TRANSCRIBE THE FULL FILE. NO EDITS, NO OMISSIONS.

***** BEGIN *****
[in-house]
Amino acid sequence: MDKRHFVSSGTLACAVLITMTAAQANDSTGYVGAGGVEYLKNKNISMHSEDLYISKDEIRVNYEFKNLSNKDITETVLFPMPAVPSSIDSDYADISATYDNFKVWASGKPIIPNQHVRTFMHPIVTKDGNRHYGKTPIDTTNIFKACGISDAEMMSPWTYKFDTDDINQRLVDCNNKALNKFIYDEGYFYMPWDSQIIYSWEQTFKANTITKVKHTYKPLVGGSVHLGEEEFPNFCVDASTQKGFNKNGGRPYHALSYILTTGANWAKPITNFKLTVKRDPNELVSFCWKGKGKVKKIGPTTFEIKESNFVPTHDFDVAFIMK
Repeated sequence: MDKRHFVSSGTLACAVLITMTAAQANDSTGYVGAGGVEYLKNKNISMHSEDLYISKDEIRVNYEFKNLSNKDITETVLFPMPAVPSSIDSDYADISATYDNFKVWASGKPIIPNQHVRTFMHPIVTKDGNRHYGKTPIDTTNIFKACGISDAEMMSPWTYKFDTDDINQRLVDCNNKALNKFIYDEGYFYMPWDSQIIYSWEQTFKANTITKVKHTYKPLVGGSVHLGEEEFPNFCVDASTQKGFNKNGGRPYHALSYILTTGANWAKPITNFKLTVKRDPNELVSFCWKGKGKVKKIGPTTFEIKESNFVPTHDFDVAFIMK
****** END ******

[in-house]
Amino acid sequence: MDKRHFVSSGTLACAVLITMTAAQANDSTGYVGAGGVEYLKNKNISMHSEDLYISKDEIRVNYEFKNLSNKDITETVLFPMPAVPSSIDSDYADISATYDNFKVWASGKPIIPNQHVRTFMHPIVTKDGNRHYGKTPIDTTNIFKACGISDAEMMSPWTYKFDTDDINQRLVDCNNKALNKFIYDEGYFYMPWDSQIIYSWEQTFKANTITKVKHTYKPLVGGSVHLGEEEFPNFCVDASTQKGFNKNGGRPYHALSYILTTGANWAKPITNFKLTVKRDPNELVSFCWKGKGKVKKIGPTTFEIKESNFVPTHDFDVAFIMK
Repeated sequence: MDKRHFVSSGTLACAVLITMTAAQANDSTGYVGAGGVEYLKNKNISMHSEDLYISKDEIRVNYEFKNLSNKDITETVLFPMPAVPSSIDSDYADISATYDNFKVWASGKPIIPNQHVRTFMHPIVTKDGNRHYGKTPIDTTNIFKACGISDAEMMSPWTYKFDTDDINQRLVDCNNKALNKFIYDEGYFYMPWDSQIIYSWEQTFKANTITKVKHTYKPLVGGSVHLGEEEFPNFCVDASTQKGFNKNGGRPYHALSYILTTGANWAKPITNFKLTVKRDPNELVSFCWKGKGKVKKIGPTTFEIKESNFVPTHDFDVAFIMK